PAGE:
Dry Seasons: Life’s Metaphorical Plays.

As I write this, several wildfires are burning in my state.  The largest and least contained fire burns in eastern Arizona, having destroyed an area of over 400,000 acres as of this minute.  It could possibly become the largest fire in Arizona’s history, a title previously held by the Rodeo-Chediski fire of 2002.  The fires are fueled by extremely dry conditions. To my recollection we have had no measurable rain in over eight months.

In my previous blog entry, I noted how dry and brittle the landscape is through the southwest.  To think about how volatile these conditions are gives me pause; the wind keeps pushing the fire across dry brush and trees, completely outside human control.  I think back on the Rodeo-Chediski fire of 2002, the largest wildfire in Arizona history, which consumed over 468,000 acres of forest land before it was contained.  It had started as two separate fires that eventually merged. Both were human-caused, intentionally set. The Rodeo fire was set by a man hoping to find work as a quick-response firefighter (I am not kidding). The Chediski fire was set by a stranded motorist who was trying to get the attention of a helicopter.  Her plight was a little more understandable; it was an ill-conceived decision, nonetheless.

A cause has not yet been determined for this fire, which is called the Wallow fire, but it is believed to have been the result of a camp fire that was unattended. How long will it take us to learn? Do national forests have to be closed to the public to prevent these things from happening in the future?

I heard an interesting thought on the radio recently, from a sermon that  a well-known pastor had given on the subject of the return of Christ. I believe it was David Jeremiah; I apologize if I am crediting him with someone else’s ideas but because of Harold Camping’s failed end-of-the-world prediction there have been so many sermons on this topic. Anyway, the thought was this: God is the Author of the play, and we all have a part in it whether we acknowledge that or not. Our lives are filled with allegory and metaphor. God speaks to us through His word and through His creation; all we have to do is listen. If we seek Him, we find.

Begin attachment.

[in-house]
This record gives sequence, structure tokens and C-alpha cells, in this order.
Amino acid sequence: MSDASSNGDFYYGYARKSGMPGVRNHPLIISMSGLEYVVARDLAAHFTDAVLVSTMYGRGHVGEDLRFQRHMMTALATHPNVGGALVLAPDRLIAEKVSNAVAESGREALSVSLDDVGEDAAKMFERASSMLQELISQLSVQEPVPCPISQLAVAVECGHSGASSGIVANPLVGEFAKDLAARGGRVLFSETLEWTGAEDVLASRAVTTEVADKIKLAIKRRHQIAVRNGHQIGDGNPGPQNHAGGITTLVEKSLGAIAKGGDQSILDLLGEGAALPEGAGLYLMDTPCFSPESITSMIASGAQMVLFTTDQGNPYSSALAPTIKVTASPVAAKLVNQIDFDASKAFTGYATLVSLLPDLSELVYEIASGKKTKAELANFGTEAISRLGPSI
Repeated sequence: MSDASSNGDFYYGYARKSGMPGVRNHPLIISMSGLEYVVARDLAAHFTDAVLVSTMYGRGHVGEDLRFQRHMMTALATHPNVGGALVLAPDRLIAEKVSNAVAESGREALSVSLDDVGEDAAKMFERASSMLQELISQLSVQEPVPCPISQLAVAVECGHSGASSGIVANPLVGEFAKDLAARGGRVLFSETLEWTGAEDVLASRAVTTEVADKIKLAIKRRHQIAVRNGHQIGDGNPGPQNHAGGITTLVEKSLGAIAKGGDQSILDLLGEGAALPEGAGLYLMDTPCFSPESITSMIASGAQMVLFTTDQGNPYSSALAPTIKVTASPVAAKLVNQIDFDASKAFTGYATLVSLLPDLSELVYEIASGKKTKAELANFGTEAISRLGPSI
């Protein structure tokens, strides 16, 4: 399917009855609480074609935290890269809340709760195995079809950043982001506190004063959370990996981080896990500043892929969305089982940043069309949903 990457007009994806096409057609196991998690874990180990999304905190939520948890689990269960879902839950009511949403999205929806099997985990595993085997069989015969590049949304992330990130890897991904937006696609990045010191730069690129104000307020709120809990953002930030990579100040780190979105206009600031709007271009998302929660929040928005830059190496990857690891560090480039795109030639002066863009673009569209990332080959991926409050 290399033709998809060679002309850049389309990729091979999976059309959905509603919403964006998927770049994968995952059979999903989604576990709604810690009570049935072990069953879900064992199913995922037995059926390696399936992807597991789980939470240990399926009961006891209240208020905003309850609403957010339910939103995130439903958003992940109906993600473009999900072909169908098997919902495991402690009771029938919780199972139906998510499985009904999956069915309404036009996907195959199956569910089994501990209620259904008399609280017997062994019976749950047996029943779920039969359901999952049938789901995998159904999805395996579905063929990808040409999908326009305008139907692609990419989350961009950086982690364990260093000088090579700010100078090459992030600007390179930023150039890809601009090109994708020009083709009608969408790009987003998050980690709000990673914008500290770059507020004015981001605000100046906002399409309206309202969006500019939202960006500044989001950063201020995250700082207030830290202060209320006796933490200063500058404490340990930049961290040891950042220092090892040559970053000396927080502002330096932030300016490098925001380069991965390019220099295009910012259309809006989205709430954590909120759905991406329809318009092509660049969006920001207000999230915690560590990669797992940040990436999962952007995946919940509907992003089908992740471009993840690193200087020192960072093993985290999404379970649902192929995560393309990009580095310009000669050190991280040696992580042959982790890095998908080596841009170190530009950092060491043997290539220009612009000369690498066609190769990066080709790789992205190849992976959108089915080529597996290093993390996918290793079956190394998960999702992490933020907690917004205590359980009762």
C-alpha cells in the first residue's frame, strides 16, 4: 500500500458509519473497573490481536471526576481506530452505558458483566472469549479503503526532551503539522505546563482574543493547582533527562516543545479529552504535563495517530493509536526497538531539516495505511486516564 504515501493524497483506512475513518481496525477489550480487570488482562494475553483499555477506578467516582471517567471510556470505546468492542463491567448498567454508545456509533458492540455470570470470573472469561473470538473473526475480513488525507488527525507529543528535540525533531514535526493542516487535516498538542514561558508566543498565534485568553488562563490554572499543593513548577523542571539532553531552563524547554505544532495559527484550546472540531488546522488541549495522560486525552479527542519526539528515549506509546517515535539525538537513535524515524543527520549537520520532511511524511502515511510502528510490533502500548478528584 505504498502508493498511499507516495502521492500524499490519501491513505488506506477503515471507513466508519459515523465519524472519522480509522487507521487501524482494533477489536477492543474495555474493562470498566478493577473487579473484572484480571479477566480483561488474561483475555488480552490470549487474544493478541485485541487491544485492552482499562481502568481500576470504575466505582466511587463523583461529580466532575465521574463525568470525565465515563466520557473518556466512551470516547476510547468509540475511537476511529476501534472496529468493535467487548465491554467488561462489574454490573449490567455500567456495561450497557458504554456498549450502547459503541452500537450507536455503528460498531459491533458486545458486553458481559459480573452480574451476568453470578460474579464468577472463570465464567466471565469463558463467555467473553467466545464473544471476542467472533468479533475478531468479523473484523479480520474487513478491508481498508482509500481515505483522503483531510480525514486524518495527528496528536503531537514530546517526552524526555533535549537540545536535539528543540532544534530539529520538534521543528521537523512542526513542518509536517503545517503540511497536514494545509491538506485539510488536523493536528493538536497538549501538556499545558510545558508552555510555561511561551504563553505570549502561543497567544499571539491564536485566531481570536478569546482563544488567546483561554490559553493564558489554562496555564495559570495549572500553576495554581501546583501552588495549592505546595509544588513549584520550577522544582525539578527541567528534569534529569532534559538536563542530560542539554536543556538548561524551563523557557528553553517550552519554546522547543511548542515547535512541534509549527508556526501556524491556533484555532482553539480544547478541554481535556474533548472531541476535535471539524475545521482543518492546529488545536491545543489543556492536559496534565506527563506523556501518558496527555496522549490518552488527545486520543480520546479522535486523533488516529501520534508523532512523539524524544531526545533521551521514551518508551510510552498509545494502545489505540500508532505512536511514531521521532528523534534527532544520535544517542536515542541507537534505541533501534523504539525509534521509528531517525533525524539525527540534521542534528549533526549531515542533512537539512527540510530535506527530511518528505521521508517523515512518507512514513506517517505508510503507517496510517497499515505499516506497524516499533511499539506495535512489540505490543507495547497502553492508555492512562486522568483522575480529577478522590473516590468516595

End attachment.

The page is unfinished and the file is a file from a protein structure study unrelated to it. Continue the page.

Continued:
As the fires are extinguished by those brave, young people who have made it their vocation to fight them, the landscape will be scorched and blackened.  The monsoon season will come and the rain will run right off the mountains, with no vegetation to soak it up.  But then, saplings will be planted and in time, the forest will return.

The underlying issue is stewardship; Arizona’s forests are thick with undergrowth that should have been cleared out.  Managing these forests is an absolute necessity to keep this from being an annual event. There is a lot of blame-storming; it is said that at one time Arizona had a logging industry but that environmentalists blocked the harvesting of trees through the court system, and ran logging out of the state. We have also seen infestations of bark beetles that kill the trees, making them more susceptible to fire.

Again I find myself wondering, what is wrong with people? So many of these fires are intentionally set, and then you have people whose campfires get out of control. Then another metaphor begins to take shape as I consider these things: an unattended fire in a dry forest can erupt into a raging, deadly blaze, destroying everything and leaving behind a scorched landscape that can only be restored slowly, one sapling at a time, and with the passing of many, many seasons.

So don’t set fire to your own environment, and don’t leave your campfire unattended. If it doesn’t burn you up along with everything else, God can and will heal, but the process can take a very long time. Emotional and spiritual wounds affect the parts of us that make us what we really are; guard your territory and don’t let the enemy in.

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